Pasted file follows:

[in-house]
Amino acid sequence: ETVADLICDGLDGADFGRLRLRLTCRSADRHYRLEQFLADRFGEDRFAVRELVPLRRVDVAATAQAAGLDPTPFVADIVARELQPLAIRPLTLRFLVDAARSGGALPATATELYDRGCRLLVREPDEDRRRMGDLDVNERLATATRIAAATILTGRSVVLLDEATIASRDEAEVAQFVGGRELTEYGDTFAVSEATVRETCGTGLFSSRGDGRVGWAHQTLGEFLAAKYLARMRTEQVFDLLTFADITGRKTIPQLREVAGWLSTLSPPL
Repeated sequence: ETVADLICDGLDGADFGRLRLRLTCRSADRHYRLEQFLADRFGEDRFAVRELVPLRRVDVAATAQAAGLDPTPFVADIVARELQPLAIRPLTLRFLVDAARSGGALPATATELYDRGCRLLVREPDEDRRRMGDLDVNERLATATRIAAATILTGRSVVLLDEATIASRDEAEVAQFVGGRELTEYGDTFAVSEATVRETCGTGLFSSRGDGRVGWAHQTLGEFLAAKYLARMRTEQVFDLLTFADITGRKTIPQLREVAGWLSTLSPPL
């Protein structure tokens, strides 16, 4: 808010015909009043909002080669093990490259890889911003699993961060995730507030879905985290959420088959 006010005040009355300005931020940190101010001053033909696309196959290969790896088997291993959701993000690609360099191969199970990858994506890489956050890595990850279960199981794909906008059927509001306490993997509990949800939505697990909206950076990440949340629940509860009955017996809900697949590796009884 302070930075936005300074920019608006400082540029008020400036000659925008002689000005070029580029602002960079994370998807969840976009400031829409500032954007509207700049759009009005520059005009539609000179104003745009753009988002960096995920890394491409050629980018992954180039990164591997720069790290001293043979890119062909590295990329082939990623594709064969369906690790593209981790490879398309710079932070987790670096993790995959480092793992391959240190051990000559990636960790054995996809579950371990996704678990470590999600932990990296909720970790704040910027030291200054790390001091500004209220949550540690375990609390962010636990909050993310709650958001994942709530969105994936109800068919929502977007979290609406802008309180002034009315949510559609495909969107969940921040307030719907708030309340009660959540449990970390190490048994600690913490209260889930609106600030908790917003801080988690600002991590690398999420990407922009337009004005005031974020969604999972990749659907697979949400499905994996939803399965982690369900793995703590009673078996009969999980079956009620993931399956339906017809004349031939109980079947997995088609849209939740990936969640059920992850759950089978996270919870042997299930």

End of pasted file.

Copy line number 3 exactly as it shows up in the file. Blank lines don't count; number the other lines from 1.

Repeated sequence: ETVADLICDGLDGADFGRLRLRLTCRSADRHYRLEQFLADRFGEDRFAVRELVPLRRVDVAATAQAAGLDPTPFVADIVARELQPLAIRPLTLRFLVDAARSGGALPATATELYDRGCRLLVREPDEDRRRMGDLDVNERLATATRIAAATILTGRSVVLLDEATIASRDEAEVAQFVGGRELTEYGDTFAVSEATVRETCGTGLFSSRGDGRVGWAHQTLGEFLAAKYLARMRTEQVFDLLTFADITGRKTIPQLREVAGWLSTLSPPL